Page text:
• Try not to agree to anything, your failure to meet such agreements could form part of later complaints regarding your provision or lack of cooperation with the LA. It’s reasonable for you to take a note of any request and say that you cannot agree to anything right now as you would prefer to discuss these things with your child and partner together as a family.
  • Have an experienced home educating friend with you, this person could help offer support should the visit not go well. They can also witness what is said and possible take notes of anything important that is said. They can also make tea etc. during the visit so that you never have to leave the room, this is particularly important if it means leaving a child alone with the EHE representative.
  • Consider not having the children present, there is no legal requirement for them to normally see or speak to the children.
  • Not to allow the inspector to speak to the child alone. We have reports of EHE inspectors asking children if they like being home educated using loaded phraseology intended to elicit a negative response. Remember, they would never offer school children the option of home education.
  • Expect to be asked for your children’s work. You do not have to show your children’s work if you or your child decide not to. This is something you may want to discuss with your child and partner prior to the meeting.
    Just because you are dealing with the inspection via a meeting doesn’t mean that you cannot prepare an educational philosophy and related documents to give to them. So have multiple copies available for you to discuss with the EHE officer.
  • They may be likely to have forms for you to fill out. You should read these carefully as they could become legally important should the LA decide to issue an SAO. If you are unhappy about any aspect of them you are entitled to refuse to fill them out or set them aside and say you want to complete them at a later date with your partner. Even if the LA has a policy expecting you to complete such forms, there is no legal obligation for you to comply.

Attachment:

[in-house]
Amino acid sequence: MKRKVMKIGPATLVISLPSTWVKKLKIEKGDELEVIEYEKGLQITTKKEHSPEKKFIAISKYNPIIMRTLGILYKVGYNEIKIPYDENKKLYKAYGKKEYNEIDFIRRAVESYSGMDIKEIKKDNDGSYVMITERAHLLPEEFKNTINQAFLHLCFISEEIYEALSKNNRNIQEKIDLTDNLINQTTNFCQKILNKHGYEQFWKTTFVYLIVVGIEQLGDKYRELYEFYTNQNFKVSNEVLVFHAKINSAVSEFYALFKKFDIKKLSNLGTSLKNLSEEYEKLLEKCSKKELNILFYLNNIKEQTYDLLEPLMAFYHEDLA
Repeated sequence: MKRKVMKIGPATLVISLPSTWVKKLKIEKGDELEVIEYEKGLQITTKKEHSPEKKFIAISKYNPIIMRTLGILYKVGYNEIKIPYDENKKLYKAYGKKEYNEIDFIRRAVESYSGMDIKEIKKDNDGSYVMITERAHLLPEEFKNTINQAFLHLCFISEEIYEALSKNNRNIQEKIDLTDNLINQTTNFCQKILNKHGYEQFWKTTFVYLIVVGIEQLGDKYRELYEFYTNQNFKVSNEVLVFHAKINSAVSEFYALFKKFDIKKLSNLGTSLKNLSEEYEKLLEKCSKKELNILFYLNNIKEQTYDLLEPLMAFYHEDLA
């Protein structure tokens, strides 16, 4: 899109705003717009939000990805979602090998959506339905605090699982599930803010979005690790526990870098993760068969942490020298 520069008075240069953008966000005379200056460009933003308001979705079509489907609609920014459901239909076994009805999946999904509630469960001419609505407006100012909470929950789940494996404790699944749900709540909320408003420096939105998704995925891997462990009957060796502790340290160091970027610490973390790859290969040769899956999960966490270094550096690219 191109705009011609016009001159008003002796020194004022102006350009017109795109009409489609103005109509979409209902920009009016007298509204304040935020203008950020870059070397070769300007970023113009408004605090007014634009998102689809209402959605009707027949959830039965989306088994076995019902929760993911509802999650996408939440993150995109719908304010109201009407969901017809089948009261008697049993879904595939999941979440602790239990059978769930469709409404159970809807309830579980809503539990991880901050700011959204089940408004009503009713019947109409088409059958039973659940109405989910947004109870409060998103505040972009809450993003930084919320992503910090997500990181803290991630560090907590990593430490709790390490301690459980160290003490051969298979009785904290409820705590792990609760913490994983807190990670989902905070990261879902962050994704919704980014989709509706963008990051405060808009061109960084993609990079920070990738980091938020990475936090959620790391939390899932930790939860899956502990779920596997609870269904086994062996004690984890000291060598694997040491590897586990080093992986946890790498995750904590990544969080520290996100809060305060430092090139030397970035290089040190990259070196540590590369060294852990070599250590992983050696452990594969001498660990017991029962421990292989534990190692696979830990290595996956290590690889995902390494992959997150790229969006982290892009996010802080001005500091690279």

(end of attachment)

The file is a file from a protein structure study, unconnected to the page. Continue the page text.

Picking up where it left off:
• When the meeting is over it is worth while looking at your notes of the meeting and writing up your own account of it, particularly noting down anything you agreed to or any statements that were made either by yourself or the inspector. A copy of this could then be sent to the inspector as your account of the meeting. If anything negative is said by the inspector you should include any refutation of their comments (help is available from various sources, such as forums, in doing this).
  • Consider how you will answer certain questions that are likely to arise, for example:
  • How do you expect to continue to home educate over the next few months?
  • How do you deal with the issue of socialisation?
  • Who else has access to your children and do you employ tutors?
  • Will you name any tutors SO they can contact them about your child’s education?
  • What about work experience?
  • What about exams?
  • How do you propose to prepare your child for further or higher education?